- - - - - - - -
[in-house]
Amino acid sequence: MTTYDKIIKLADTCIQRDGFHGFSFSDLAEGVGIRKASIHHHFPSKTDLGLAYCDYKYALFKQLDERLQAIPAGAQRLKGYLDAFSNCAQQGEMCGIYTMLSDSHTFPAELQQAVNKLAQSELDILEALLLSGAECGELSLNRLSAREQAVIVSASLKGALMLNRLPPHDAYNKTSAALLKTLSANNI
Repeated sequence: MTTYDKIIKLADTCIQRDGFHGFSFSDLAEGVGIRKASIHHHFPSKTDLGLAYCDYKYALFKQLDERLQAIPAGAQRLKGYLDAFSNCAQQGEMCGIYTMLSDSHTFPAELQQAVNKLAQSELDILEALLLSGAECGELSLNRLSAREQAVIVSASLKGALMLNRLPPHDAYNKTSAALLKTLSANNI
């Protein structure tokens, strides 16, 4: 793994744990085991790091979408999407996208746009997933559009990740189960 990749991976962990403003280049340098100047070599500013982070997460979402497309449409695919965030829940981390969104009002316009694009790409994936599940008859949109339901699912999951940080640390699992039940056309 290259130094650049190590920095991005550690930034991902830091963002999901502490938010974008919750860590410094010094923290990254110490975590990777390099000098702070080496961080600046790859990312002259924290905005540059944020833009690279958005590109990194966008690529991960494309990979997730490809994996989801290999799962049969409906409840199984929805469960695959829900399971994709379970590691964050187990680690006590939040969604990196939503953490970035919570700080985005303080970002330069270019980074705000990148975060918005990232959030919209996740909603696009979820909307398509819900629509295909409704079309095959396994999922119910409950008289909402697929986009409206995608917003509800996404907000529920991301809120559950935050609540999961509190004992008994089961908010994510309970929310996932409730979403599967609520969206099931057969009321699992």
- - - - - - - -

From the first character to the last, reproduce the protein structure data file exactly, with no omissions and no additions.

[in-house]
Amino acid sequence: MTTYDKIIKLADTCIQRDGFHGFSFSDLAEGVGIRKASIHHHFPSKTDLGLAYCDYKYALFKQLDERLQAIPAGAQRLKGYLDAFSNCAQQGEMCGIYTMLSDSHTFPAELQQAVNKLAQSELDILEALLLSGAECGELSLNRLSAREQAVIVSASLKGALMLNRLPPHDAYNKTSAALLKTLSANNI
Repeated sequence: MTTYDKIIKLADTCIQRDGFHGFSFSDLAEGVGIRKASIHHHFPSKTDLGLAYCDYKYALFKQLDERLQAIPAGAQRLKGYLDAFSNCAQQGEMCGIYTMLSDSHTFPAELQQAVNKLAQSELDILEALLLSGAECGELSLNRLSAREQAVIVSASLKGALMLNRLPPHDAYNKTSAALLKTLSANNI
């Protein structure tokens, strides 16, 4: 793994744990085991790091979408999407996208746009997933559009990740189960 990749991976962990403003280049340098100047070599500013982070997460979402497309449409695919965030829940981390969104009002316009694009790409994936599940008859949109339901699912999951940080640390699992039940056309 290259130094650049190590920095991005550690930034991902830091963002999901502490938010974008919750860590410094010094923290990254110490975590990777390099000098702070080496961080600046790859990312002259924290905005540059944020833009690279958005590109990194966008690529991960494309990979997730490809994996989801290999799962049969409906409840199984929805469960695959829900399971994709379970590691964050187990680690006590939040969604990196939503953490970035919570700080985005303080970002330069270019980074705000990148975060918005990232959030919209996740909603696009979820909307398509819900629509295909409704079309095959396994999922119910409950008289909402697929986009409206995608917003509800996404907000529920991301809120559950935050609540999961509190004992008994089961908010994510309970929310996932409730979403599967609520969206099931057969009321699992």